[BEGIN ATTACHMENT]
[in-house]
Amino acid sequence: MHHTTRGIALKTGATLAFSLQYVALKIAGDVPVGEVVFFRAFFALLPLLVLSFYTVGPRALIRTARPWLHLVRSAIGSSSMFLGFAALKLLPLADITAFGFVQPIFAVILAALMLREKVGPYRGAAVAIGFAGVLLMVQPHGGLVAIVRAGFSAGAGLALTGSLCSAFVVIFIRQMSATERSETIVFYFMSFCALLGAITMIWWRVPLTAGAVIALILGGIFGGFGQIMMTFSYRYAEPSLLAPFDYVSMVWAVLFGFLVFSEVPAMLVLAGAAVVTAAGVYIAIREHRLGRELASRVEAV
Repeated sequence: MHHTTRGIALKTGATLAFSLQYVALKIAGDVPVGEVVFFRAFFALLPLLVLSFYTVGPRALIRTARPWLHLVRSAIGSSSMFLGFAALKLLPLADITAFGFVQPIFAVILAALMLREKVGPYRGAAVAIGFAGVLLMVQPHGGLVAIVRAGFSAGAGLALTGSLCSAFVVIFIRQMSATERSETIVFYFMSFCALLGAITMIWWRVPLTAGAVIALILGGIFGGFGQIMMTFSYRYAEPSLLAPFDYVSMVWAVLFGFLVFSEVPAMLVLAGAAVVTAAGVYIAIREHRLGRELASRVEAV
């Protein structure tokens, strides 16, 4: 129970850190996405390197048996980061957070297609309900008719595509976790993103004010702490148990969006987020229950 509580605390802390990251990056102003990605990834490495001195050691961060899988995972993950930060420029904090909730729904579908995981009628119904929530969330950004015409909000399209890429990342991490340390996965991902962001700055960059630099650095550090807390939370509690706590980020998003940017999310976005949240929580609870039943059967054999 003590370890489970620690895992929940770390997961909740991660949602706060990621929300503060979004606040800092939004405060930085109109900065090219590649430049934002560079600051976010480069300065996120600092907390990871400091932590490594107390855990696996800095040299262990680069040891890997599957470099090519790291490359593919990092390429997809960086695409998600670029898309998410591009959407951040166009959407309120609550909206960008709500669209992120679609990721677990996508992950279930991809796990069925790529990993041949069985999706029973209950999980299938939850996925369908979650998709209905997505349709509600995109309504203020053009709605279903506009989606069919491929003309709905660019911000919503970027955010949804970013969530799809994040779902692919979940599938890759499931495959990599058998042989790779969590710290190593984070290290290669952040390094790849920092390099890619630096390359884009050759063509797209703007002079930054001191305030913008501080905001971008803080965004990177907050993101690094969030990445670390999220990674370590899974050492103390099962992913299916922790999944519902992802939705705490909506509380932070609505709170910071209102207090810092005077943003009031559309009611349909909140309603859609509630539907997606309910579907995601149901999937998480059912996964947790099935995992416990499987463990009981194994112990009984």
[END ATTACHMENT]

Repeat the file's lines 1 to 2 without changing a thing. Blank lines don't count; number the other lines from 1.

[in-house]
Amino acid sequence: MHHTTRGIALKTGATLAFSLQYVALKIAGDVPVGEVVFFRAFFALLPLLVLSFYTVGPRALIRTARPWLHLVRSAIGSSSMFLGFAALKLLPLADITAFGFVQPIFAVILAALMLREKVGPYRGAAVAIGFAGVLLMVQPHGGLVAIVRAGFSAGAGLALTGSLCSAFVVIFIRQMSATERSETIVFYFMSFCALLGAITMIWWRVPLTAGAVIALILGGIFGGFGQIMMTFSYRYAEPSLLAPFDYVSMVWAVLFGFLVFSEVPAMLVLAGAAVVTAAGVYIAIREHRLGRELASRVEAV